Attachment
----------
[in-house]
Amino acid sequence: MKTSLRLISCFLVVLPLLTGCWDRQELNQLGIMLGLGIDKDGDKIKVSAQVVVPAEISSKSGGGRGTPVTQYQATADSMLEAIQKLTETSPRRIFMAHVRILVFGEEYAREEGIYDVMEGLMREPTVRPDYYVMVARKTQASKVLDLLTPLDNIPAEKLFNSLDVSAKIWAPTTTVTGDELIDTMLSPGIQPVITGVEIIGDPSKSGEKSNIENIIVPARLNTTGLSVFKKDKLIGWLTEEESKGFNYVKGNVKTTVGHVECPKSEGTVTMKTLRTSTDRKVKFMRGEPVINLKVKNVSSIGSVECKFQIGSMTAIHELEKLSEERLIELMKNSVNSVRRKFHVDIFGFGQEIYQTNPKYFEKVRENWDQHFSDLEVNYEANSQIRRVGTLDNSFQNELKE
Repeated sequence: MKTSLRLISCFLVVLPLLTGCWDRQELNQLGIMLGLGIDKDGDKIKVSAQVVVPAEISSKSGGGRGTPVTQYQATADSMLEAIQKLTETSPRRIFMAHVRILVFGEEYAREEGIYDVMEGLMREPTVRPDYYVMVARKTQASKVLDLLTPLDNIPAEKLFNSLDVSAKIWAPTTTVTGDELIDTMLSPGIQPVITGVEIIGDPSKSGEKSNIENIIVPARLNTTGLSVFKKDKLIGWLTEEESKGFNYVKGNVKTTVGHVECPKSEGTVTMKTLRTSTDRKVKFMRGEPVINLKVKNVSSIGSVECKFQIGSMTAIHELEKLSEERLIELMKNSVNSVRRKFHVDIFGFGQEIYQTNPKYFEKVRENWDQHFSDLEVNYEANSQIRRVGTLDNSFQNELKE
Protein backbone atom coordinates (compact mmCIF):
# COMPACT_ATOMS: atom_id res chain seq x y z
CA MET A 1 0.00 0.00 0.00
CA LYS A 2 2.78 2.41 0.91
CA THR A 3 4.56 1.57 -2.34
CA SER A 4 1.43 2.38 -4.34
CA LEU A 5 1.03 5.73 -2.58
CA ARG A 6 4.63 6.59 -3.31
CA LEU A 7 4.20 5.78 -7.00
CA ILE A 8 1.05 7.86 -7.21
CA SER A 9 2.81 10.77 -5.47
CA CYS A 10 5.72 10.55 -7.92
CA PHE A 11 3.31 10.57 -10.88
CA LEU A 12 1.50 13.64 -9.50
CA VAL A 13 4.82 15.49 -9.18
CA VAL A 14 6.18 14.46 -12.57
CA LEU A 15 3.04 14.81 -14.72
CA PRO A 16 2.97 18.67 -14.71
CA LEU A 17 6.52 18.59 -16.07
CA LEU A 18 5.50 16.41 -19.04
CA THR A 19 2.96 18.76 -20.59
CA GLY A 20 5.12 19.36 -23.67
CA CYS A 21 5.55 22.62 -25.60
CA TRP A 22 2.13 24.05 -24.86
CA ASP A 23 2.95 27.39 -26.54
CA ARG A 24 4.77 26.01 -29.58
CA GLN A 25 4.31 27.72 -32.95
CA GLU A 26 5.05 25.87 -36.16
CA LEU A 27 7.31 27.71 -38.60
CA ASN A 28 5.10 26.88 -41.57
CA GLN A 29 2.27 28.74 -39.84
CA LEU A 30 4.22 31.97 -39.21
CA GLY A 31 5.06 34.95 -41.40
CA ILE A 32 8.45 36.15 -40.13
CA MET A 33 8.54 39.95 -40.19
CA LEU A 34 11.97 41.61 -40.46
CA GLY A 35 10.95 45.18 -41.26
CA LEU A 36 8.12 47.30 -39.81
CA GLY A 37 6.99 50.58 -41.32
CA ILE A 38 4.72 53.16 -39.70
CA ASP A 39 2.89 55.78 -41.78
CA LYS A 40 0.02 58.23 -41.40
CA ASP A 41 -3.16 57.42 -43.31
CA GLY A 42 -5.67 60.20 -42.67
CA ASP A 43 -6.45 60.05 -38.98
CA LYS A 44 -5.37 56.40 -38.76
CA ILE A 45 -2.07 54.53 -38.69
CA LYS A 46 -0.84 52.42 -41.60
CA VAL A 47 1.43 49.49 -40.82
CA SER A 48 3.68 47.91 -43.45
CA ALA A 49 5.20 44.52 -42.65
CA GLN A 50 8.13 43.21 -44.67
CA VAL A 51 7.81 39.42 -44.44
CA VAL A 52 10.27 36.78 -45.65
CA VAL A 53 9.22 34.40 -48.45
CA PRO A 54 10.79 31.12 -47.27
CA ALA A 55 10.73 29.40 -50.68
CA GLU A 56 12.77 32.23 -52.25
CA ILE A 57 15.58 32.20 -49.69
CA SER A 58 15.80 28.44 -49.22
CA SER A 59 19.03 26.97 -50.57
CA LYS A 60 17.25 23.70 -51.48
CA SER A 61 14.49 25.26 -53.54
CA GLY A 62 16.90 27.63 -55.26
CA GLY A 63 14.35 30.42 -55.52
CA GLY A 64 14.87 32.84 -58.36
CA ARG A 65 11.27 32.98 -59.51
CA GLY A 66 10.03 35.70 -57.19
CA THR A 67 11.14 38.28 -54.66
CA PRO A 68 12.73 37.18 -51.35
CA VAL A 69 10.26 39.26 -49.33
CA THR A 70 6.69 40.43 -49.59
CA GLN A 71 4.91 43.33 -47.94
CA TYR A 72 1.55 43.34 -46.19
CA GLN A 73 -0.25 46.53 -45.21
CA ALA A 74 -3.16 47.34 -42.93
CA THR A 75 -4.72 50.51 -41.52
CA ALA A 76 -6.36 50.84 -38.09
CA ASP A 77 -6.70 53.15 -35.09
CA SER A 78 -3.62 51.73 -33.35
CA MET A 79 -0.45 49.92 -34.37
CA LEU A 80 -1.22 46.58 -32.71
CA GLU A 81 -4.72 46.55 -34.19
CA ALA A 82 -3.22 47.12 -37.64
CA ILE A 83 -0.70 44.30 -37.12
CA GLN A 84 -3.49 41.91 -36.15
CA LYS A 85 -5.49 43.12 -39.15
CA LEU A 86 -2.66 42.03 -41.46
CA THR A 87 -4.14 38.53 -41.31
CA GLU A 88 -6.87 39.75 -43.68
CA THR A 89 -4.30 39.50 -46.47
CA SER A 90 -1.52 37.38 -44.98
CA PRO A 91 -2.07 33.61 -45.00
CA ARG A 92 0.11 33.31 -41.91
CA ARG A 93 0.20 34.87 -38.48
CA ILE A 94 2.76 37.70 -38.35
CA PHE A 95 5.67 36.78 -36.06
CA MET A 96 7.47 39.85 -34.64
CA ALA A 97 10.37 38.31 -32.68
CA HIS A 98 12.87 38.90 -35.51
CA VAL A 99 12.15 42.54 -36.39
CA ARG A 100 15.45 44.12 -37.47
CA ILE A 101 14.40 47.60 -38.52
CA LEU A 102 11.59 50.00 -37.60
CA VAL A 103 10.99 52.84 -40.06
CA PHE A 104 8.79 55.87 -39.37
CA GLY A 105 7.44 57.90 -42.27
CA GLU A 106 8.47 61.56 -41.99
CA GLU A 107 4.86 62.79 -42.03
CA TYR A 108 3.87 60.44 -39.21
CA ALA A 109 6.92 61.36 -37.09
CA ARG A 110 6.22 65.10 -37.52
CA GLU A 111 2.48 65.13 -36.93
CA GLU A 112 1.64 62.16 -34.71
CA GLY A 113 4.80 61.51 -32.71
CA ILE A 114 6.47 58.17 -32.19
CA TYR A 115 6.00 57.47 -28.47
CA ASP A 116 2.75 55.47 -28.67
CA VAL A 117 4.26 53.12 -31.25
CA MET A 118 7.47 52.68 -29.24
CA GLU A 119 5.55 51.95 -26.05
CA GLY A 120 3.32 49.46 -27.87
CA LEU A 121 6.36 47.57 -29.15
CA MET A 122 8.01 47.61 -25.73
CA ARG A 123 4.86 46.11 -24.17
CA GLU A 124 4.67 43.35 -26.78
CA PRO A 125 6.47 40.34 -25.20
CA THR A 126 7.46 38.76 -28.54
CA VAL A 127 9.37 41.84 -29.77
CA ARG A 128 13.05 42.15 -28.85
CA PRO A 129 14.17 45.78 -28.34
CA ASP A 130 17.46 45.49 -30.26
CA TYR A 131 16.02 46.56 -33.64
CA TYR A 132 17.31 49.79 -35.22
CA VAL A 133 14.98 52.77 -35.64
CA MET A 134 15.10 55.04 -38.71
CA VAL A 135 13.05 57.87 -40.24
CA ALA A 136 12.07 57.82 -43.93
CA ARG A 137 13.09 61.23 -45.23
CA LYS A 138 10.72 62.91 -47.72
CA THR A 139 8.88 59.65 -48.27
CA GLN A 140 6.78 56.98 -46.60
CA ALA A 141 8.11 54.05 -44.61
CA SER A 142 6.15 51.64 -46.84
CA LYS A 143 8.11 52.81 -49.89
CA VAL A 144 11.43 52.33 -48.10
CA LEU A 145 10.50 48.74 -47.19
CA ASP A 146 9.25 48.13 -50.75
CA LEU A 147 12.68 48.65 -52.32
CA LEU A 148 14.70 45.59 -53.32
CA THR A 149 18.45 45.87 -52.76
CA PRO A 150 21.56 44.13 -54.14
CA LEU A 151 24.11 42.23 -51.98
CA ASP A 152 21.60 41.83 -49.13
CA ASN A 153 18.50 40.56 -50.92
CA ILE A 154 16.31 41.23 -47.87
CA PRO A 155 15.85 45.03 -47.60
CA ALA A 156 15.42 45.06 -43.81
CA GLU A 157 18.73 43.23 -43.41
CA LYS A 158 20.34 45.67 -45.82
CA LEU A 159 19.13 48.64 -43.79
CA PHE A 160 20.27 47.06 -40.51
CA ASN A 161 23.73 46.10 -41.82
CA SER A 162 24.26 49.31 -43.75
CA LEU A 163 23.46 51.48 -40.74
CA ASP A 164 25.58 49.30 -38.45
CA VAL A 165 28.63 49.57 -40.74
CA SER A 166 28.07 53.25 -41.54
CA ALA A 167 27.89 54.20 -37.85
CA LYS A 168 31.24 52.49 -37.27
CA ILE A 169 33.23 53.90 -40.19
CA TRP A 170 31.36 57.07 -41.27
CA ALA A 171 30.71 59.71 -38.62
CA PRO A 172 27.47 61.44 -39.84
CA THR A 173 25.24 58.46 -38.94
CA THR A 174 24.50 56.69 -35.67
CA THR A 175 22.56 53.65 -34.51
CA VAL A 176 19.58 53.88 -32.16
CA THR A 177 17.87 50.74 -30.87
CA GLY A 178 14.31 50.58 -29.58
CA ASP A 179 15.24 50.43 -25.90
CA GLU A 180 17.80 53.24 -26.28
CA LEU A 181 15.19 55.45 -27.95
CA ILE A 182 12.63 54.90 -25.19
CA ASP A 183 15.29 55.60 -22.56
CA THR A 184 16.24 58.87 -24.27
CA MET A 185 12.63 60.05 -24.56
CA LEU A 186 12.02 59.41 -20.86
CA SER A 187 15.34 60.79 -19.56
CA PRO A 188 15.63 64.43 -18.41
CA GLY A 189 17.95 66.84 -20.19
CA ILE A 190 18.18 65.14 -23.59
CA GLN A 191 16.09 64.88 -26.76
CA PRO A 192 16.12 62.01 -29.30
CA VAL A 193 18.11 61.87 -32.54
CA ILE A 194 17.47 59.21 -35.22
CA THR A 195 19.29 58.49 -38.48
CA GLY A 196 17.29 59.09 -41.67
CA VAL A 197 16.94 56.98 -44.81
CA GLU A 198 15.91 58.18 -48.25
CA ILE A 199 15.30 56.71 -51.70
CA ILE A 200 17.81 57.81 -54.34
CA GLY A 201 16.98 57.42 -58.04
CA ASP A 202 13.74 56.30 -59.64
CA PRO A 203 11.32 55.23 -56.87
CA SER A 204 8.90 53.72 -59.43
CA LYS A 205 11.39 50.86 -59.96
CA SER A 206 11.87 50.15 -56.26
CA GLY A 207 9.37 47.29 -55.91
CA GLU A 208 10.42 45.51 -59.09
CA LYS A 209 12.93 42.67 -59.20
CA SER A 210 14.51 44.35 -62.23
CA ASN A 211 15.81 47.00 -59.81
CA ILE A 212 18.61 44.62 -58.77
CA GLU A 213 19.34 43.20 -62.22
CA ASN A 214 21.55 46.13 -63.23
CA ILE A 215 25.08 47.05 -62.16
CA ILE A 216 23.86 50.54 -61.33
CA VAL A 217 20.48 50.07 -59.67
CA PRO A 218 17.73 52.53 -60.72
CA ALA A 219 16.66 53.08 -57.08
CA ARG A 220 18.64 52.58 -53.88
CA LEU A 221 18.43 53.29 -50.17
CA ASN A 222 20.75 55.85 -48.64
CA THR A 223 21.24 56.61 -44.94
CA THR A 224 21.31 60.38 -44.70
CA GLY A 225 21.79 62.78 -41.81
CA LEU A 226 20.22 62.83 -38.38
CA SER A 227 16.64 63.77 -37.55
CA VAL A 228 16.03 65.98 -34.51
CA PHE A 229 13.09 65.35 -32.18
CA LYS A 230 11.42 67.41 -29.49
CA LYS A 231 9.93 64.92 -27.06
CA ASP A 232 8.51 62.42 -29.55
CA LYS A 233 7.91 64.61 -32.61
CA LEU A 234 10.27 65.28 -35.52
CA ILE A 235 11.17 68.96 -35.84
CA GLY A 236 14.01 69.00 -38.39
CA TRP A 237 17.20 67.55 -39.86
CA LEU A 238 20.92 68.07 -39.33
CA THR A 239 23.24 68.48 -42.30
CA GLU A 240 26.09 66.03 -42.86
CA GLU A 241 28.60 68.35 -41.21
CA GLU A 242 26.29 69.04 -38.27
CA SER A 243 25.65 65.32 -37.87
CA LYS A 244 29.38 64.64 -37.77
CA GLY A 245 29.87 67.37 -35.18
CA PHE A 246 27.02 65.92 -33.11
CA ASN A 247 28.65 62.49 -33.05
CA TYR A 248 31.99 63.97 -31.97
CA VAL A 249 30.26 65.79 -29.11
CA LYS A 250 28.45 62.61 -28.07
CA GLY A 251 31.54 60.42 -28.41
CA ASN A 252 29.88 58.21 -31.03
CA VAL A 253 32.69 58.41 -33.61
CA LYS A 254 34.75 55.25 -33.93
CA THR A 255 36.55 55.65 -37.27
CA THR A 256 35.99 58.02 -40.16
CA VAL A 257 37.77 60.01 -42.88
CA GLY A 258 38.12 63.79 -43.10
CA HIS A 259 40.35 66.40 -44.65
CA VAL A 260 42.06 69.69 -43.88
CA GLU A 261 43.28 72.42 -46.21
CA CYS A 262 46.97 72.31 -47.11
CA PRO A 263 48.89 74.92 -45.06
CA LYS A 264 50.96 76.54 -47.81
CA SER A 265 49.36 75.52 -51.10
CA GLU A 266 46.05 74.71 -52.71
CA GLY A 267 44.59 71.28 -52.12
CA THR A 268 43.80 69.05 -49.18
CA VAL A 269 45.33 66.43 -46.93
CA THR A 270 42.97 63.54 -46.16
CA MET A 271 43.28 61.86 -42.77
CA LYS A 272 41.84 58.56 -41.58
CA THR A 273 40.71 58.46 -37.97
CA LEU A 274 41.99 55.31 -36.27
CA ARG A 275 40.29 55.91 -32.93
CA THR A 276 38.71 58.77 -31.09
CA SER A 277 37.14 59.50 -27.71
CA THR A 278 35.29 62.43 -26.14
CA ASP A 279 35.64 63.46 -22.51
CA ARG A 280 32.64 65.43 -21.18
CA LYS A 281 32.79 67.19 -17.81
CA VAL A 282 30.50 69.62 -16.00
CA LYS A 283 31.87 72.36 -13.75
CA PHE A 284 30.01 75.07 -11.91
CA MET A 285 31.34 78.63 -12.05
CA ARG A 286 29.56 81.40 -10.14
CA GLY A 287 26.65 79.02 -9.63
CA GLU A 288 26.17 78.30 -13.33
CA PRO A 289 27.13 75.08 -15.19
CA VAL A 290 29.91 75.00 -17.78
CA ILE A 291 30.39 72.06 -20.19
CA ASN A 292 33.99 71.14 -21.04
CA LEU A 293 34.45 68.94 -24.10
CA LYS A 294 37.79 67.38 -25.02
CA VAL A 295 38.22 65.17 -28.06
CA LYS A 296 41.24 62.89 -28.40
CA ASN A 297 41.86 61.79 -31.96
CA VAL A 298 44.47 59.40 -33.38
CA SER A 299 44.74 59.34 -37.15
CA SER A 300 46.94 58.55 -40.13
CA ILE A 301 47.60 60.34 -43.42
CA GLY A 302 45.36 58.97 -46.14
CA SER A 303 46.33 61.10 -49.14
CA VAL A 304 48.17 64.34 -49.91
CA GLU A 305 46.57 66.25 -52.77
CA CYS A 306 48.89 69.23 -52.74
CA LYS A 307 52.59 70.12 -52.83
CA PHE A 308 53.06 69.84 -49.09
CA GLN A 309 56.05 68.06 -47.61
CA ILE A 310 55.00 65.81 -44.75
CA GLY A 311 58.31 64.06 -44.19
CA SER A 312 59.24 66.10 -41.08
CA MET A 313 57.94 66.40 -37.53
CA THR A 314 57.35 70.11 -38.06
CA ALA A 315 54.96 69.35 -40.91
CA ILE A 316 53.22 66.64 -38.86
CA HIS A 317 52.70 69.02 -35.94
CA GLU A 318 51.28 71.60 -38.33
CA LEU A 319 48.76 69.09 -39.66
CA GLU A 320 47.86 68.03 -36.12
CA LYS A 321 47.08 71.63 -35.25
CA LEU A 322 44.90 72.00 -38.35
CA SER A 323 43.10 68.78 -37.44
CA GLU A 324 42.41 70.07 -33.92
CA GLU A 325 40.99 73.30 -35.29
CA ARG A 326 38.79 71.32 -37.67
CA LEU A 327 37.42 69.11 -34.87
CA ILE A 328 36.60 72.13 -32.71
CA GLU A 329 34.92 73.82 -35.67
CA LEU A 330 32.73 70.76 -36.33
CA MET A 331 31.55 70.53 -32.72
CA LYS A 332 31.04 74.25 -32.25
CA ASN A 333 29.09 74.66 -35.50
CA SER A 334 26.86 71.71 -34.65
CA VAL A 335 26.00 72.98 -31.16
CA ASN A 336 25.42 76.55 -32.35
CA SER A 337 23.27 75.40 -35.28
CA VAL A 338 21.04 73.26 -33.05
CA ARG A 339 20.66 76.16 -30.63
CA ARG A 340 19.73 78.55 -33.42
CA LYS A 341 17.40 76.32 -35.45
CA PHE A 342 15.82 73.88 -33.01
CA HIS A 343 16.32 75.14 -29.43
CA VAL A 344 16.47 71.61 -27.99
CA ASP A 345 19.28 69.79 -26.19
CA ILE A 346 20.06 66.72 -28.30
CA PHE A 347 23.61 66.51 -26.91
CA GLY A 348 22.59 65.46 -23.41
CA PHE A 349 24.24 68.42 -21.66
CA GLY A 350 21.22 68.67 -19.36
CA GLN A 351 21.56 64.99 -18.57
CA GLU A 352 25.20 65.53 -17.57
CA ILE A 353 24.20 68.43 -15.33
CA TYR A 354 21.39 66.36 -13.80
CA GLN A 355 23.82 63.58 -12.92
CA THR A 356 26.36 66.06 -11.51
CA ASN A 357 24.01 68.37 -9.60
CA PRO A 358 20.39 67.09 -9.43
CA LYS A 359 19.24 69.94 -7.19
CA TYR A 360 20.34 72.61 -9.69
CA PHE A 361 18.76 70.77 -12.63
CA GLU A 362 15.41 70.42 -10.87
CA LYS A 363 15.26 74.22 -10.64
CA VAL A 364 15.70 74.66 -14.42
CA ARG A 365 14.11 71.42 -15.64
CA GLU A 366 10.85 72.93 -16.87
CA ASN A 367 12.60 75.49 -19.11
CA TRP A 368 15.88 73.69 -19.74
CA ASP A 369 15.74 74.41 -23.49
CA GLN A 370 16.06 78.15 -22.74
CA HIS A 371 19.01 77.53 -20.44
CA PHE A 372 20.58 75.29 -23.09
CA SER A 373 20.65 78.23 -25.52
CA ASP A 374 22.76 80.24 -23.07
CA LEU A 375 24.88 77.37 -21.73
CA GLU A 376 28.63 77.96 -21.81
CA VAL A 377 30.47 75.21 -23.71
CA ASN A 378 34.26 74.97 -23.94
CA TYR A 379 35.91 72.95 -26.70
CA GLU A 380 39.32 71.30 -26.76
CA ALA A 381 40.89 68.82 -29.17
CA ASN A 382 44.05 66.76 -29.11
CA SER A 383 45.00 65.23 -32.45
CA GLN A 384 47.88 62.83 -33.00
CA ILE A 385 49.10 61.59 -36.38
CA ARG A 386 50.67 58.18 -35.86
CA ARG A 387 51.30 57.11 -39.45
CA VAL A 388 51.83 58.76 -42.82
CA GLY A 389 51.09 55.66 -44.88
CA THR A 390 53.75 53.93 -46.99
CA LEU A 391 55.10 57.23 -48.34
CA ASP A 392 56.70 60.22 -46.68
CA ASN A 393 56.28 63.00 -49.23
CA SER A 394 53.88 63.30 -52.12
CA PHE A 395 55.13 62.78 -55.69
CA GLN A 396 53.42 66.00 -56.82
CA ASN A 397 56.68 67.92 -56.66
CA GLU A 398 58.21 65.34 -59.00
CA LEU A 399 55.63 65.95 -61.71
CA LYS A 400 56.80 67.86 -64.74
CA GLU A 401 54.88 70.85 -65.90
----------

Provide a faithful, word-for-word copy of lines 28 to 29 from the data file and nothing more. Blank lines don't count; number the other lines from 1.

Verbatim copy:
CA ASP A 23 2.95 27.39 -26.54
CA ARG A 24 4.77 26.01 -29.58